Jamison’s Reel Review: Baby Driver

Baby Driver

Baby Driver was the most fun I’ve had in theaters in a while that wasn’t about superheroes or part of a big box office franchise. Edgar Wright totally redeemed himself after The World’s End by stepping back to a reality that is more grounded with Baby Driver and in doing so left his Ice Cream trilogy comedies behind him. This heist film feels like a pivotal point in the writer/director’s career. Wright, ever the master of blending genres and tropes, exceeds at playing with familiar themes and archetypes. He is able to deliver a world that feels true and real. The film hinges on a subdued performance by Ansel Elgort, who plays the titular Baby, and Wright’s ability to capture expert stunts and action on a scale he’s never attempted before.

Ansel Elgort is primarily known for his work in The Fault in Our Stars and the Divergent series. Going in to see Baby Driver, I wasn’t sure what to expect from the young leading male, and he blew me away. Ansel’s character, Baby, a getaway driver who is second to none and a man of few words, is instantly loveable and sympathetic. Furthermore, the fact that Baby seldom speaks works really well because Ansel has the acting chops to pull it off. The bulk of the first two acts are spent building his character with little dialogue from Baby, which isn’t missed. In fact, I found myself rooting for Baby from the opening scene. We are introduced to Baby as he pulls up to a bank job, with his ever-present earbuds in and music blasting. As soon as the gunmen exit the car, Baby starts dancing and jamming to a track like a high school senior without a care in the world. It was as charming as the opening dance number that Chris Pratt did in the opening of Guardians of the Galaxy. I was sold.

Baby is a sympathetic character because he is a reluctant criminal being blackmailed to drive for the crime boss, Doc, played by Kevin Spacey. Baby owes Doc a significant amount of money and drives the getaway car to repay his debt. Baby was orphaned in an accident, losing his parents and sustaining permanent inner ear damage. He combats his chronic pain by drowning it out with an endless playlist blasting from his iPod. Baby was raised by his paralyzed and deaf foster-father Joe. Baby and Joe’s bond is the perfect balance of love and respect and the balance strikes the right key. The character is mysterious, charming, tragic, heroic, and simply a badass. The stunt driving was thrilling and I found myself saying “No way!” out loud a couple of times.

My one reservation was whether Wright could pull off directing such integral high-octane practical stunts, and boy was I wrong to have any doubts. The chase scenes were spectacular, as was the rest of the action. Wright proves that he doesn’t need to use CGI as a crutch to deliver exciting and entertaining action. The movie’s pacing was on point; I never felt bored and don’t believe that there was a wasted scene in the entire runtime.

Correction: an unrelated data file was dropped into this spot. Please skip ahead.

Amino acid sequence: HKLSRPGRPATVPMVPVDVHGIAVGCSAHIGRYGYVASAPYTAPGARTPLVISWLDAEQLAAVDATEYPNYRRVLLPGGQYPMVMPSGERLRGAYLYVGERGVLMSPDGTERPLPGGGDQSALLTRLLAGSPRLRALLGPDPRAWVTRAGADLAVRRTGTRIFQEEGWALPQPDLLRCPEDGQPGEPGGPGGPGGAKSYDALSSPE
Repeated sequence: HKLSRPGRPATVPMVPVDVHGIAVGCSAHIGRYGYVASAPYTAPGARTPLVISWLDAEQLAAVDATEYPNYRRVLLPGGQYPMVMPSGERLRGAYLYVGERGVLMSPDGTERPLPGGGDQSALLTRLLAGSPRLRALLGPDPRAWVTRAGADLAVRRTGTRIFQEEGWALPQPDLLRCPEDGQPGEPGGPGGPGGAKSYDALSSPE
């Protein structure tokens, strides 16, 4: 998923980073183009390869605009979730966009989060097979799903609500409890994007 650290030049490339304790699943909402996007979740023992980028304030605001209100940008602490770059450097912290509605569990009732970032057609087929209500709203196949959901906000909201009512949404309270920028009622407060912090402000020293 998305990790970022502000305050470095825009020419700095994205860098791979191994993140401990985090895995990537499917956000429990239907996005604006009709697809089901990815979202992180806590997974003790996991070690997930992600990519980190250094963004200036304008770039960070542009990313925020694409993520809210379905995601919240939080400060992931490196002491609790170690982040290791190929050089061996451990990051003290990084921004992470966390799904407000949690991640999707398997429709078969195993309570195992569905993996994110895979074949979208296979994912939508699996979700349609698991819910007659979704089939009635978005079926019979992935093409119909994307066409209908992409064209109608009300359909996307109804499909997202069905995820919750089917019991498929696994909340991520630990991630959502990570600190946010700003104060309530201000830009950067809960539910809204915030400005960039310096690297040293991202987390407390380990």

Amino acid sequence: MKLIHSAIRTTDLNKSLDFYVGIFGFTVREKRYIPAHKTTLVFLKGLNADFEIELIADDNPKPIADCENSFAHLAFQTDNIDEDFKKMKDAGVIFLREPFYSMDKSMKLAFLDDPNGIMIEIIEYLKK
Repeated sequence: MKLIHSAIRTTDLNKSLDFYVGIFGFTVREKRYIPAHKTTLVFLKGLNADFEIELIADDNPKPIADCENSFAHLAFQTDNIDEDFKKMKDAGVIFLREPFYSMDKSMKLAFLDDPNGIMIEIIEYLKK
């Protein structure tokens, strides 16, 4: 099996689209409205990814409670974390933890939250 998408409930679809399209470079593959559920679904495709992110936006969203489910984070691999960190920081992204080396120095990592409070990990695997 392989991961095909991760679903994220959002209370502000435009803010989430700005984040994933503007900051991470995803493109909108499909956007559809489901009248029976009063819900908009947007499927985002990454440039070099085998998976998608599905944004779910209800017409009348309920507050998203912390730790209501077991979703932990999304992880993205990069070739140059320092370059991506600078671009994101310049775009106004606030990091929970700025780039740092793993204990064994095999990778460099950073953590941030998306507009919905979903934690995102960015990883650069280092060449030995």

Although they are minor, I did have a couple of complaints worth mentioning. Jamie Foxx and Kevin Spacey were billed in all the trailers and marketing for Baby Driver, so I expected some great scenes and moments from these two veteran A-listers. Unfortunately, those moments didn’t come. Don’t get me wrong. Both Foxx and Spacey deliver decent performances that work just fine, but nothing more. This gripe is probably just because of my high expectations of their efforts, and they weren’t given too much fat to chew on in terms of dialogue or screen time.

To sum up, how this movie plays, I would say it felt like someone asked Wright to pen and shoot a mashup of Drive and Reservoir Dogs, minus any ear slicing. The movie works, and it’s pure summer cinema fun. I highly recommend this flick to anyone wanting to lose themselves in a thrill ride for a couple of hours. I also need to mention that Jon Hamm did a great job playing Buddy – a hired gunman who partners with his wife on bank jobs to earn money to fund major coke binges. Lastly, I have high hopes for Ansel Elgort and look forward to seeing what kind of career this talented young star builds for himself.

Reel Talk gives Baby Driver  4 Reels

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About Jamison Margaritis 5 Articles

Jamison is a passionate cinephile. He knew by his early teens that he wanted to be involved in the film world. He studied screenwriting at Ithaca College for three years and finished at William Paterson University with a degree in English writing. Although he now works in digital marketing he never lost his love for film and TV. He isn’t afraid to say what he thinks and he truly enjoys debating and discussing film with others.

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